In my opinion, our youth and their education is an area of significant need. One in four children in the state of Texas live below the poverty line. Reaching these children early is critical and one organization we partner with to make a change is Mi Escuelita Preschool. They are making important strides with this at-risk population. We have supported the school through our grant fund, as well as by providing volunteer service throughout the year. The five preschool locations provide three meals a day to their students (often the only time the students eat), focus on ages two to five, teach in an English-only speaking classroom, and instill core values and confidence that provide tools to be successful as they grow up. IICF provides this support and volunteer time to help lay the critical foundation for students’ literacy and English skills.
Another nonprofit we have partnered with the last three years is Momentous Institute. IICF Texas-Southeast has funded the Early Childhood programming for the school to give them funding to offer a creative and innovative solution to the achievement gap among disadvantaged students in the Dallas area. Our insurance industry volunteers have also become engaged with the students by volunteering time to read, do art projects, and even plant a garden this year to work side by side with these bright young kids.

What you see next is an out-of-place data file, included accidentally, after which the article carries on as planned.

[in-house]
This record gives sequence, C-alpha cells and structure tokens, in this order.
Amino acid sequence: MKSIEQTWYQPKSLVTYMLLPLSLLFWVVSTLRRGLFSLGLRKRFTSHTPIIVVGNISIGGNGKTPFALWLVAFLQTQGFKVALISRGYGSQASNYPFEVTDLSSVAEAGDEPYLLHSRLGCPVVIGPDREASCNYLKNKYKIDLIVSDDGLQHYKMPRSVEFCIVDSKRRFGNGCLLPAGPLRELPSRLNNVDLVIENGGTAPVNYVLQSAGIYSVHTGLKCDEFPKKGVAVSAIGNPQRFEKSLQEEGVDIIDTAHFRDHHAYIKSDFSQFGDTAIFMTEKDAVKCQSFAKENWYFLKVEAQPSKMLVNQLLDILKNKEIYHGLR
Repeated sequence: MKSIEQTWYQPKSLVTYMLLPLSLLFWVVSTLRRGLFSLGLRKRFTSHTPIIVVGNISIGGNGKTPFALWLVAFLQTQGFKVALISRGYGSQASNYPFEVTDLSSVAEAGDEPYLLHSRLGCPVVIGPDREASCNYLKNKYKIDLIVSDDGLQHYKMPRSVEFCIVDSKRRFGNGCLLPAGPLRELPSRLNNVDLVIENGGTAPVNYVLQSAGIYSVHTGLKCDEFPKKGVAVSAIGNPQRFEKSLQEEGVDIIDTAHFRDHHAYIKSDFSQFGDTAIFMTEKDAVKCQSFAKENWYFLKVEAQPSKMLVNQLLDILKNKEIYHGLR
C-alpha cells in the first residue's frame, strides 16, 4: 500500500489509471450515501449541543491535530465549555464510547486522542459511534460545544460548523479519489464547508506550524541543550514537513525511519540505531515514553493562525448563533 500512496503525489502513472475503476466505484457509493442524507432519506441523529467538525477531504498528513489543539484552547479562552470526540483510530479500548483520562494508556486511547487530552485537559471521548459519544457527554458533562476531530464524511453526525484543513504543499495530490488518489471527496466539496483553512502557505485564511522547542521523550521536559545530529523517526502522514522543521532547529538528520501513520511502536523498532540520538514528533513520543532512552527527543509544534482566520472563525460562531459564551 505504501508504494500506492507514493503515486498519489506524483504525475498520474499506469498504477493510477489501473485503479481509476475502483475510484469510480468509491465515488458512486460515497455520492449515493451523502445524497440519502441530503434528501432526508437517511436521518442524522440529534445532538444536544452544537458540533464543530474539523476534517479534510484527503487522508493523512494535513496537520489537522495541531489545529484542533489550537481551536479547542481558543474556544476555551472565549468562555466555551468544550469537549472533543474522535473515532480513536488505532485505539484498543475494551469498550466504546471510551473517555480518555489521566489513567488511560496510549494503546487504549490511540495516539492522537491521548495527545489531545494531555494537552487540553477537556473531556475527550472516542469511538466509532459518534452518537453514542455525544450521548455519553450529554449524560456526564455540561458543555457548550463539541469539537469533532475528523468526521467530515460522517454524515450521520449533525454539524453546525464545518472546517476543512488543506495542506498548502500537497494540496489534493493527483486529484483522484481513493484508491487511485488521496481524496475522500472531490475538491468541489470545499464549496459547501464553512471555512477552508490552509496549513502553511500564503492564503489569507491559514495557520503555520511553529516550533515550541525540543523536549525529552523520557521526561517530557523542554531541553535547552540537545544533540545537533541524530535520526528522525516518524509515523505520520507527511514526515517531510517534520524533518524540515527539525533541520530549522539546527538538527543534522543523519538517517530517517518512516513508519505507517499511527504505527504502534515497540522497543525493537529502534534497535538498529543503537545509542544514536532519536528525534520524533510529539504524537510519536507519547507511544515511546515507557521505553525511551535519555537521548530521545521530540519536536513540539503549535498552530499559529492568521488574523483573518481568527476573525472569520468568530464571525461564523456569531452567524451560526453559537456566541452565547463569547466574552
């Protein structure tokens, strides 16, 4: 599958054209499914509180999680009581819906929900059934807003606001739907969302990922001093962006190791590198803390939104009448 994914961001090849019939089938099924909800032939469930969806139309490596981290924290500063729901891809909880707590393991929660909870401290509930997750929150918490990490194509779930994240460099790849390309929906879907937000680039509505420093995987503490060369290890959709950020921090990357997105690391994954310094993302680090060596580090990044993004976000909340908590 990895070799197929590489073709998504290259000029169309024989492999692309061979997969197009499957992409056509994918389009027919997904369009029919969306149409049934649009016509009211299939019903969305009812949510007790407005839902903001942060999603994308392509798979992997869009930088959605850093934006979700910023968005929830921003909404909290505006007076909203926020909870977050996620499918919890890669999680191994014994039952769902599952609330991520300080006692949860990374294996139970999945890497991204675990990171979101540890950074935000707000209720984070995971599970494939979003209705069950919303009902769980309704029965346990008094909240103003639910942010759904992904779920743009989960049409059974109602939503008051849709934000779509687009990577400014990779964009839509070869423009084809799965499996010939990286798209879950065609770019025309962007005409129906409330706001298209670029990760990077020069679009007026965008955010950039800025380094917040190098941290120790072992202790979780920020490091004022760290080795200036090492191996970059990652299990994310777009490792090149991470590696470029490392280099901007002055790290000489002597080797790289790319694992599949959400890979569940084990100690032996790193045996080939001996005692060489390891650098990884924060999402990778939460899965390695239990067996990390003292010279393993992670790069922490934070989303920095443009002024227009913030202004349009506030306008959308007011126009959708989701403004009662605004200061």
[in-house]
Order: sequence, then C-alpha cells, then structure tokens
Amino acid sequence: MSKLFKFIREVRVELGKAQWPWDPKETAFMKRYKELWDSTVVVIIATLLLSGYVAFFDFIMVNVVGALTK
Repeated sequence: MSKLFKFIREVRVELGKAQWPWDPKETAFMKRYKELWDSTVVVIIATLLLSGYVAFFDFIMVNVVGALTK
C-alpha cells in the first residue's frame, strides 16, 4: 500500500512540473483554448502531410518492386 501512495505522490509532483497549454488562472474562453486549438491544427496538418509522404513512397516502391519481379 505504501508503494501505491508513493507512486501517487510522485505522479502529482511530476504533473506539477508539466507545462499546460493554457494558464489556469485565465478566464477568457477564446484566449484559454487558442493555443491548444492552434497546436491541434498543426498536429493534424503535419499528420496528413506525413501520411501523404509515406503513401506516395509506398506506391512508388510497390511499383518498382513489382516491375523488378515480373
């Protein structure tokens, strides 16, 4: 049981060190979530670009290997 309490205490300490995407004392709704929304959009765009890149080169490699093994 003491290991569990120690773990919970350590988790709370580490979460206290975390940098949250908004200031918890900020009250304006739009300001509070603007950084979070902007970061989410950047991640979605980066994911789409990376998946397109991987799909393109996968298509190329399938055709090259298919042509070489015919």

Each of these grantees focus on children and their social/emotional development that is highly impressionable at this early age in order to give them tools for success, so that they can easily transition to elementary school and achieve instant and lasting, grade-level appropriate academic competency.
What is the theory of change behind your foundation's grantmaking?
Our division and foundation focuses on raising funds across the nation that are reinvested at the local level in order to make the largest and strongest impact. Our board members and industry volunteers do more than just write a check; we give our time and other resources back, as well. We want to be able to measure our impact on a project or program we are supporting and get to know the population an organization is serving.
What characteristics do your grantees tend to share?
Our grants committee and board focuses on certain criteria when evaluating our grant nominees, including charitable focus, organization size, geographic area, charity governance/operations, partnership & volunteer opportunities, and the measurable impact of the program or initiative we are funding. It is very important for us to grow with an organization and have the opportunity to utilize our robust group of insurance industry volunteers who are able and willing to give their time and serve the nonprofits we fund.
What is one piece of advice you would give to prospective grantees about your foundation?
The insurance industry is very generous, and the more we learn about your organization, the greater impact we are able to make. Don’t hesitate to reach out to us to explore ways we can volunteer or partner with your organization to serve your various areas of need.
However, it’s important to note that the foundation does not accept or consider unsolicited grant requests, and proposals are accepted by invitation only. You can get in touch with Ms. Conway to discuss your organization and needs by calling her at 214-228-2910 or emailing her at firstname.lastname@example.org.